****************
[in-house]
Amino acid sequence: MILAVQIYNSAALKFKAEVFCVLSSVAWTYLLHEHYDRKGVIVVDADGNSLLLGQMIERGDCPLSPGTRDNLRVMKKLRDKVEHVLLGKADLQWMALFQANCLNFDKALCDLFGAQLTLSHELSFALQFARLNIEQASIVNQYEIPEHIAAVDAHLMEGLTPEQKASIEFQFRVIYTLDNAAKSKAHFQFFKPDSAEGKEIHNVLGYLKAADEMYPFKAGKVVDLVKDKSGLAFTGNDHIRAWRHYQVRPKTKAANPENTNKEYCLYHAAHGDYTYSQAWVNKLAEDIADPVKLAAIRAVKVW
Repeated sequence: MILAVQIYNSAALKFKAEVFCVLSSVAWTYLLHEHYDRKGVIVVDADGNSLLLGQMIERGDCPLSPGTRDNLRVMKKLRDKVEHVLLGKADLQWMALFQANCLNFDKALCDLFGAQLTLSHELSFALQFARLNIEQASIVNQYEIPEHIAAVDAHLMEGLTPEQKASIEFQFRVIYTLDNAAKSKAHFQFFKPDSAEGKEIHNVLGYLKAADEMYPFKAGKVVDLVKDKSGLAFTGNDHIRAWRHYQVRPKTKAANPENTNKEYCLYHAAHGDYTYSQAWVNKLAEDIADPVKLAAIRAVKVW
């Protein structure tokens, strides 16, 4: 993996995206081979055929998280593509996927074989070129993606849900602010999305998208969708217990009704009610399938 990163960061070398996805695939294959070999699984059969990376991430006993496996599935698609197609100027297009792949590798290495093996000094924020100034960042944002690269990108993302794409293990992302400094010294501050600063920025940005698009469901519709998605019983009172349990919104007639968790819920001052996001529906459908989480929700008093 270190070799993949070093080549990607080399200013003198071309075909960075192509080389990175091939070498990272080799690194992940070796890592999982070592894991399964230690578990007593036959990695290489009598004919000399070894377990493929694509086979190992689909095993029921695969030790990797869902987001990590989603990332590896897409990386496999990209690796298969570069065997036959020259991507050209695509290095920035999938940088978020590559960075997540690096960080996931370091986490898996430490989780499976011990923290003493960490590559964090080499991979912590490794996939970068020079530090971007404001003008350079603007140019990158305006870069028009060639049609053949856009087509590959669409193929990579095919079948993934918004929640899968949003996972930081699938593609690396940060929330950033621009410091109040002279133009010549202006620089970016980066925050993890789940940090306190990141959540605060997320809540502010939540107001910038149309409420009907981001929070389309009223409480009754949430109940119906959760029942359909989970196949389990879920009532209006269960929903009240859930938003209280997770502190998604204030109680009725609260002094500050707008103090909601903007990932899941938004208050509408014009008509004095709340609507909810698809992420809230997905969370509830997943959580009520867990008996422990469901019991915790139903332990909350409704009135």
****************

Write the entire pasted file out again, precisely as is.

[in-house]
Amino acid sequence: MILAVQIYNSAALKFKAEVFCVLSSVAWTYLLHEHYDRKGVIVVDADGNSLLLGQMIERGDCPLSPGTRDNLRVMKKLRDKVEHVLLGKADLQWMALFQANCLNFDKALCDLFGAQLTLSHELSFALQFARLNIEQASIVNQYEIPEHIAAVDAHLMEGLTPEQKASIEFQFRVIYTLDNAAKSKAHFQFFKPDSAEGKEIHNVLGYLKAADEMYPFKAGKVVDLVKDKSGLAFTGNDHIRAWRHYQVRPKTKAANPENTNKEYCLYHAAHGDYTYSQAWVNKLAEDIADPVKLAAIRAVKVW
Repeated sequence: MILAVQIYNSAALKFKAEVFCVLSSVAWTYLLHEHYDRKGVIVVDADGNSLLLGQMIERGDCPLSPGTRDNLRVMKKLRDKVEHVLLGKADLQWMALFQANCLNFDKALCDLFGAQLTLSHELSFALQFARLNIEQASIVNQYEIPEHIAAVDAHLMEGLTPEQKASIEFQFRVIYTLDNAAKSKAHFQFFKPDSAEGKEIHNVLGYLKAADEMYPFKAGKVVDLVKDKSGLAFTGNDHIRAWRHYQVRPKTKAANPENTNKEYCLYHAAHGDYTYSQAWVNKLAEDIADPVKLAAIRAVKVW
């Protein structure tokens, strides 16, 4: 993996995206081979055929998280593509996927074989070129993606849900602010999305998208969708217990009704009610399938 990163960061070398996805695939294959070999699984059969990376991430006993496996599935698609197609100027297009792949590798290495093996000094924020100034960042944002690269990108993302794409293990992302400094010294501050600063920025940005698009469901519709998605019983009172349990919104007639968790819920001052996001529906459908989480929700008093 270190070799993949070093080549990607080399200013003198071309075909960075192509080389990175091939070498990272080799690194992940070796890592999982070592894991399964230690578990007593036959990695290489009598004919000399070894377990493929694509086979190992689909095993029921695969030790990797869902987001990590989603990332590896897409990386496999990209690796298969570069065997036959020259991507050209695509290095920035999938940088978020590559960075997540690096960080996931370091986490898996430490989780499976011990923290003493960490590559964090080499991979912590490794996939970068020079530090971007404001003008350079603007140019990158305006870069028009060639049609053949856009087509590959669409193929990579095919079948993934918004929640899968949003996972930081699938593609690396940060929330950033621009410091109040002279133009010549202006620089970016980066925050993890789940940090306190990141959540605060997320809540502010939540107001910038149309409420009907981001929070389309009223409480009754949430109940119906959760029942359909989970196949389990879920009532209006269960929903009240859930938003209280997770502190998604204030109680009725609260002094500050707008103090909601903007990932899941938004208050509408014009008509004095709340609507909810698809992420809230997905969370509830997943959580009520867990008996422990469901019991915790139903332990909350409704009135």